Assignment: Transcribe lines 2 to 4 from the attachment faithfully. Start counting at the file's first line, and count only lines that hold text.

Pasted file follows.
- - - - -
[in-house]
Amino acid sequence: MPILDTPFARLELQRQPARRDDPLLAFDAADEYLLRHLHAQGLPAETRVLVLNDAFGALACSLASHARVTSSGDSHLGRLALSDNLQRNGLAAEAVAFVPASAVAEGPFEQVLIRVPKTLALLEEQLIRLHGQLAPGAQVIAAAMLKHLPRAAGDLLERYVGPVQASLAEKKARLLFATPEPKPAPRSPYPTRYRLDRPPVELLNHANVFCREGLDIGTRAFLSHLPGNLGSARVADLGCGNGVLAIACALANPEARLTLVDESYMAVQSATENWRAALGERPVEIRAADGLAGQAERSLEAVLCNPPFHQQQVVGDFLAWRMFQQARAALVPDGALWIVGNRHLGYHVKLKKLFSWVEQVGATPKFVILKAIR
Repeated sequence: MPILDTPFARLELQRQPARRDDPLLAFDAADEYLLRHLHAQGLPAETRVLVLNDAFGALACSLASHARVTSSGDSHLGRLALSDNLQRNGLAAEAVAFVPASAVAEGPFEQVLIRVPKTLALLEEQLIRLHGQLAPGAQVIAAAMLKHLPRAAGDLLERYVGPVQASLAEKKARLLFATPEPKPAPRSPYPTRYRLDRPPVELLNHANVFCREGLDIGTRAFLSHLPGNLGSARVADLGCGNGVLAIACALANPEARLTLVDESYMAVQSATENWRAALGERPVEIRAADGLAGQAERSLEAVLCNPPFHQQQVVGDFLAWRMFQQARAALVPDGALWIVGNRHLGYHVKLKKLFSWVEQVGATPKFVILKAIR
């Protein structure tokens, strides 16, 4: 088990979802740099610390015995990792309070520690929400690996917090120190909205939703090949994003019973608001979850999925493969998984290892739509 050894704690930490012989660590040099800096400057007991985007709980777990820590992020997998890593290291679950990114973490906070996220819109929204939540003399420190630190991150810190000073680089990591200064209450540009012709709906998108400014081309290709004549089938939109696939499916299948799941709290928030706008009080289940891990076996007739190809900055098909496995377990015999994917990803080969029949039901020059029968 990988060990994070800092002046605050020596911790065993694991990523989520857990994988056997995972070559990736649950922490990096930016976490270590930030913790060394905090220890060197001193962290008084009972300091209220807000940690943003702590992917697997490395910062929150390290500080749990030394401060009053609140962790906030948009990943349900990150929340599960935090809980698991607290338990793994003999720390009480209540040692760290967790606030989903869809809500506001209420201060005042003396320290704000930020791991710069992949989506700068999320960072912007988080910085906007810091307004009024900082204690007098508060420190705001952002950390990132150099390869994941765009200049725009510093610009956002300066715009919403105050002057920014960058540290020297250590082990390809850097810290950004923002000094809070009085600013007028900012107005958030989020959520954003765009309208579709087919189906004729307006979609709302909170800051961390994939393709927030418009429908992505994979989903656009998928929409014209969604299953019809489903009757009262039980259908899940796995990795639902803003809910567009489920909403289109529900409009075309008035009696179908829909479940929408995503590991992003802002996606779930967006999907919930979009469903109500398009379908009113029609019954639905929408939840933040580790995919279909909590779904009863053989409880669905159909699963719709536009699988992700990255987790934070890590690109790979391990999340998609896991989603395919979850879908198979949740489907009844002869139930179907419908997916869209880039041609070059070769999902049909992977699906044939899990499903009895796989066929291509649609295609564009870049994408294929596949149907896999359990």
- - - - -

Amino acid sequence: MPILDTPFARLELQRQPARRDDPLLAFDAADEYLLRHLHAQGLPAETRVLVLNDAFGALACSLASHARVTSSGDSHLGRLALSDNLQRNGLAAEAVAFVPASAVAEGPFEQVLIRVPKTLALLEEQLIRLHGQLAPGAQVIAAAMLKHLPRAAGDLLERYVGPVQASLAEKKARLLFATPEPKPAPRSPYPTRYRLDRPPVELLNHANVFCREGLDIGTRAFLSHLPGNLGSARVADLGCGNGVLAIACALANPEARLTLVDESYMAVQSATENWRAALGERPVEIRAADGLAGQAERSLEAVLCNPPFHQQQVVGDFLAWRMFQQARAALVPDGALWIVGNRHLGYHVKLKKLFSWVEQVGATPKFVILKAIR
Repeated sequence: MPILDTPFARLELQRQPARRDDPLLAFDAADEYLLRHLHAQGLPAETRVLVLNDAFGALACSLASHARVTSSGDSHLGRLALSDNLQRNGLAAEAVAFVPASAVAEGPFEQVLIRVPKTLALLEEQLIRLHGQLAPGAQVIAAAMLKHLPRAAGDLLERYVGPVQASLAEKKARLLFATPEPKPAPRSPYPTRYRLDRPPVELLNHANVFCREGLDIGTRAFLSHLPGNLGSARVADLGCGNGVLAIACALANPEARLTLVDESYMAVQSATENWRAALGERPVEIRAADGLAGQAERSLEAVLCNPPFHQQQVVGDFLAWRMFQQARAALVPDGALWIVGNRHLGYHVKLKKLFSWVEQVGATPKFVILKAIR
């Protein structure tokens, strides 16, 4: 088990979802740099610390015995990792309070520690929400690996917090120190909205939703090949994003019973608001979850999925493969998984290892739509 050894704690930490012989660590040099800096400057007991985007709980777990820590992020997998890593290291679950990114973490906070996220819109929204939540003399420190630190991150810190000073680089990591200064209450540009012709709906998108400014081309290709004549089938939109696939499916299948799941709290928030706008009080289940891990076996007739190809900055098909496995377990015999994917990803080969029949039901020059029968 990988060990994070800092002046605050020596911790065993694991990523989520857990994988056997995972070559990736649950922490990096930016976490270590930030913790060394905090220890060197001193962290008084009972300091209220807000940690943003702590992917697997490395910062929150390290500080749990030394401060009053609140962790906030948009990943349900990150929340599960935090809980698991607290338990793994003999720390009480209540040692760290967790606030989903869809809500506001209420201060005042003396320290704000930020791991710069992949989506700068999320960072912007988080910085906007810091307004009024900082204690007098508060420190705001952002950390990132150099390869994941765009200049725009510093610009956002300066715009919403105050002057920014960058540290020297250590082990390809850097810290950004923002000094809070009085600013007028900012107005958030989020959520954003765009309208579709087919189906004729307006979609709302909170800051961390994939393709927030418009429908992505994979989903656009998928929409014209969604299953019809489903009757009262039980259908899940796995990795639902803003809910567009489920909403289109529900409009075309008035009696179908829909479940929408995503590991992003802002996606779930967006999907919930979009469903109500398009379908009113029609019954639905929408939840933040580790995919279909909590779904009863053989409880669905159909699963719709536009699988992700990255987790934070890590690109790979391990999340998609896991989603395919979850879908198979949740489907009844002869139930179907419908997916869209880039041609070059070769999902049909992977699906044939899990499903009895796989066929291509649609295609564009870049994408294929596949149907896999359990």